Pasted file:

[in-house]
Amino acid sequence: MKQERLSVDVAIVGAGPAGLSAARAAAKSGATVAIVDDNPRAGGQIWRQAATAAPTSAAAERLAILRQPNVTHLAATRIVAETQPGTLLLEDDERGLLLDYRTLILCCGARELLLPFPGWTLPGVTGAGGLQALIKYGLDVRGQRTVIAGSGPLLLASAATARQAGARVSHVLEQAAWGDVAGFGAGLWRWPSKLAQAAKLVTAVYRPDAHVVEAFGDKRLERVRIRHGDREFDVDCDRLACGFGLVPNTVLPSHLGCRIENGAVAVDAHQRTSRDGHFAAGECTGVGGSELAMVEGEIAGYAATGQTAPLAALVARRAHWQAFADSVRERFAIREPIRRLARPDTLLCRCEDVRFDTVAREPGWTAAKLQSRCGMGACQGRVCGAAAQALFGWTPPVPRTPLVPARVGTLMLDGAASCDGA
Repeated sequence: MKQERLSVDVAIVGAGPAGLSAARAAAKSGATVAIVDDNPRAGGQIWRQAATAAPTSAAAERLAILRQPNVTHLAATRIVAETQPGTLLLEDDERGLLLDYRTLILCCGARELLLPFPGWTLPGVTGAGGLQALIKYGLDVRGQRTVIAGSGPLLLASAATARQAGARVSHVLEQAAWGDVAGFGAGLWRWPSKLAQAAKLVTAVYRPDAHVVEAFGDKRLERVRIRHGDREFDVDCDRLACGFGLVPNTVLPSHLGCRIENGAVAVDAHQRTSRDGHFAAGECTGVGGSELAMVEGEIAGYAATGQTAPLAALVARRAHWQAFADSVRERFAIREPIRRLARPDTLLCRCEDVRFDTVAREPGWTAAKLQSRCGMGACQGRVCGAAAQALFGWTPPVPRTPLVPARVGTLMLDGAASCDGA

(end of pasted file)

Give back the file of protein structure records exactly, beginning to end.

[in-house]
Amino acid sequence: MKQERLSVDVAIVGAGPAGLSAARAAAKSGATVAIVDDNPRAGGQIWRQAATAAPTSAAAERLAILRQPNVTHLAATRIVAETQPGTLLLEDDERGLLLDYRTLILCCGARELLLPFPGWTLPGVTGAGGLQALIKYGLDVRGQRTVIAGSGPLLLASAATARQAGARVSHVLEQAAWGDVAGFGAGLWRWPSKLAQAAKLVTAVYRPDAHVVEAFGDKRLERVRIRHGDREFDVDCDRLACGFGLVPNTVLPSHLGCRIENGAVAVDAHQRTSRDGHFAAGECTGVGGSELAMVEGEIAGYAATGQTAPLAALVARRAHWQAFADSVRERFAIREPIRRLARPDTLLCRCEDVRFDTVAREPGWTAAKLQSRCGMGACQGRVCGAAAQALFGWTPPVPRTPLVPARVGTLMLDGAASCDGA
Repeated sequence: MKQERLSVDVAIVGAGPAGLSAARAAAKSGATVAIVDDNPRAGGQIWRQAATAAPTSAAAERLAILRQPNVTHLAATRIVAETQPGTLLLEDDERGLLLDYRTLILCCGARELLLPFPGWTLPGVTGAGGLQALIKYGLDVRGQRTVIAGSGPLLLASAATARQAGARVSHVLEQAAWGDVAGFGAGLWRWPSKLAQAAKLVTAVYRPDAHVVEAFGDKRLERVRIRHGDREFDVDCDRLACGFGLVPNTVLPSHLGCRIENGAVAVDAHQRTSRDGHFAAGECTGVGGSELAMVEGEIAGYAATGQTAPLAALVARRAHWQAFADSVRERFAIREPIRRLARPDTLLCRCEDVRFDTVAREPGWTAAKLQSRCGMGACQGRVCGAAAQALFGWTPPVPRTPLVPARVGTLMLDGAASCDGA